( Updated )
Yet-another-email-is-dead-article, this time from the Chicago Tribune, via Paul Kedrosky. It’s the same old argument: teenagers using IM, or increasingly SMS, instead of email which they find cumbersome, slow and unreliable – hence email usage will decline.
I beg to disagree. Sure, I also get frustrated by the occasional rapid-fire exchange of one-liners, when by the 15th round we both realize the conversation should have started on IM. Most of teenagers’ interaction is social, immediate, and SMS works perfectly well in those situations.
But ask teenage entrepreneur Ben Casnocha how many emails he receives and responds to daily on his Blackberry, even while sitting in class – I know first hand he responds fast. We all enter business, get a job..etc sooner or later, just not at age 12 like Ben with. Our communication style changes along with that – often requiring to a build-up of logical structure, sequence, or simply a written record of facts, and email is vital for this type of communication.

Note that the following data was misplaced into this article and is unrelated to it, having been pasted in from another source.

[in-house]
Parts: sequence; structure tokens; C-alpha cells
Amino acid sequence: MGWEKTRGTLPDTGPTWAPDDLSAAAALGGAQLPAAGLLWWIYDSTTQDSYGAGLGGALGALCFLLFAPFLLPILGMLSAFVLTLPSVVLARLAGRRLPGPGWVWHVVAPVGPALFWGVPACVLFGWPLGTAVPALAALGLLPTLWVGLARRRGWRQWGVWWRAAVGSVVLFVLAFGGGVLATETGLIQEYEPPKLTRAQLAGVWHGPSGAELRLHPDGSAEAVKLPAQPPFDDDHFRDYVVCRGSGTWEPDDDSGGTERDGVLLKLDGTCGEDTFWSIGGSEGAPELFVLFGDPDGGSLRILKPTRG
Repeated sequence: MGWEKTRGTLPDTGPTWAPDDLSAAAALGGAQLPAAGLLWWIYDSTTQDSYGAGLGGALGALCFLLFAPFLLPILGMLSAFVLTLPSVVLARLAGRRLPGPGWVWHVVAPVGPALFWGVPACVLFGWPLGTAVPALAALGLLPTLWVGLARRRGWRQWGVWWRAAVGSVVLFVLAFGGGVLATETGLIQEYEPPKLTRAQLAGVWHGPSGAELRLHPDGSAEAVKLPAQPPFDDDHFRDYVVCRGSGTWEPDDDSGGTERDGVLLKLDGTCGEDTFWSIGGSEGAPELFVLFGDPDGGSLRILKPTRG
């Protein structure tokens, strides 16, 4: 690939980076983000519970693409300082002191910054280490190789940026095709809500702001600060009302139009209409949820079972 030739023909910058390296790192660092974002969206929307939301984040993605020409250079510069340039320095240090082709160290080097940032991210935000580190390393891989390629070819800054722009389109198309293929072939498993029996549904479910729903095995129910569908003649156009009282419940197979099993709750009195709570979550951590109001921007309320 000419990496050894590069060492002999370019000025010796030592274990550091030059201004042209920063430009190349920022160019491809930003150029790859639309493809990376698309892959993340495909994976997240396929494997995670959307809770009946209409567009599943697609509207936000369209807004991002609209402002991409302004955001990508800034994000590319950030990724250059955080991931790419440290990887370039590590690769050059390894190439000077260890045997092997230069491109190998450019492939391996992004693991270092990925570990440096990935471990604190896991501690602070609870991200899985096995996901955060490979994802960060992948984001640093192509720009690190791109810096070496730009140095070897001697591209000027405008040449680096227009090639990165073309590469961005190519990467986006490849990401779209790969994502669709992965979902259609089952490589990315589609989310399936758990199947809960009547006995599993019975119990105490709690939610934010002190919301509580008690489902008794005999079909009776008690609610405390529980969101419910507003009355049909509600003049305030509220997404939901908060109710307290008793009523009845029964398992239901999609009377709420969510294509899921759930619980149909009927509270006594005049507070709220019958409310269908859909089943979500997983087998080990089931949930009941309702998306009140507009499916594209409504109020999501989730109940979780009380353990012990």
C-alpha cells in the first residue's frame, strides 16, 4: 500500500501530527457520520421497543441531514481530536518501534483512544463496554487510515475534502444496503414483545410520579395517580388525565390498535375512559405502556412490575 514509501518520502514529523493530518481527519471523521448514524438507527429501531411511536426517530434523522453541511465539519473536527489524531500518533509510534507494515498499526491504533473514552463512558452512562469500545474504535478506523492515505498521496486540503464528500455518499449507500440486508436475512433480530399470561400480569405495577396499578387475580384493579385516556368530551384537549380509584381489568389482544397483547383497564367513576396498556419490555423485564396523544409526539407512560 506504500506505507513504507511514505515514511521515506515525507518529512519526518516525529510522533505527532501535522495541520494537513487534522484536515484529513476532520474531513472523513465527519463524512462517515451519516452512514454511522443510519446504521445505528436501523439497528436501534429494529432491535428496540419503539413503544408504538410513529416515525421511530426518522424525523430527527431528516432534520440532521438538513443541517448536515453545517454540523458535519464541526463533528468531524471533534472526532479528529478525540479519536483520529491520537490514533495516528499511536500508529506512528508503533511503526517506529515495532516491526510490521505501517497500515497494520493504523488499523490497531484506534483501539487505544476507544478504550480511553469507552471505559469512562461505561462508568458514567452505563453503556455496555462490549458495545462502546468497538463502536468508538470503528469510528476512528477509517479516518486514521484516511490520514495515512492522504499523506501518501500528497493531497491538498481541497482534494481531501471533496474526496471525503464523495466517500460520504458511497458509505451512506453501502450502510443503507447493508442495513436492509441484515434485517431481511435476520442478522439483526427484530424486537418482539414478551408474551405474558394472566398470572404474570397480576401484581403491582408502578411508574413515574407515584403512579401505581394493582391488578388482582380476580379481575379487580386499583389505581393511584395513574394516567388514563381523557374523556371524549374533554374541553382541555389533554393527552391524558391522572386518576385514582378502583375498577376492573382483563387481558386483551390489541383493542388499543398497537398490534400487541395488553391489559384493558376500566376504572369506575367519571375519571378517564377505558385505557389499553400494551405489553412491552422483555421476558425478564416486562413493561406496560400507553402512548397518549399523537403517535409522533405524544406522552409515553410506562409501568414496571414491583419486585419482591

Email is being “attacked” from another direction though: for project teams, planning activity, collaboratively designing a document, staging an event… etc email is a real wasteful medium. Or should I say, it’s the perfect place for information to get buried. This type of communication is most effective using a wiki.
No, email is not dead, and it won’t be any time soon. But we all have to learn to use the right tool in the right situation.
Update (7/20): A day after my post the Email is Dead discussion flares up again:
- Email is Officially Old School says Steve Rubel
- Changing Online Behavior: Email is Old – Emergence Media
- youth and email: the fear factor – Blogspotting
- Email Gets Old – Ataridemocrat
- Leaving Email Behind – Business Blog Consulting
Update (9/7): Rod Boothby created this chart: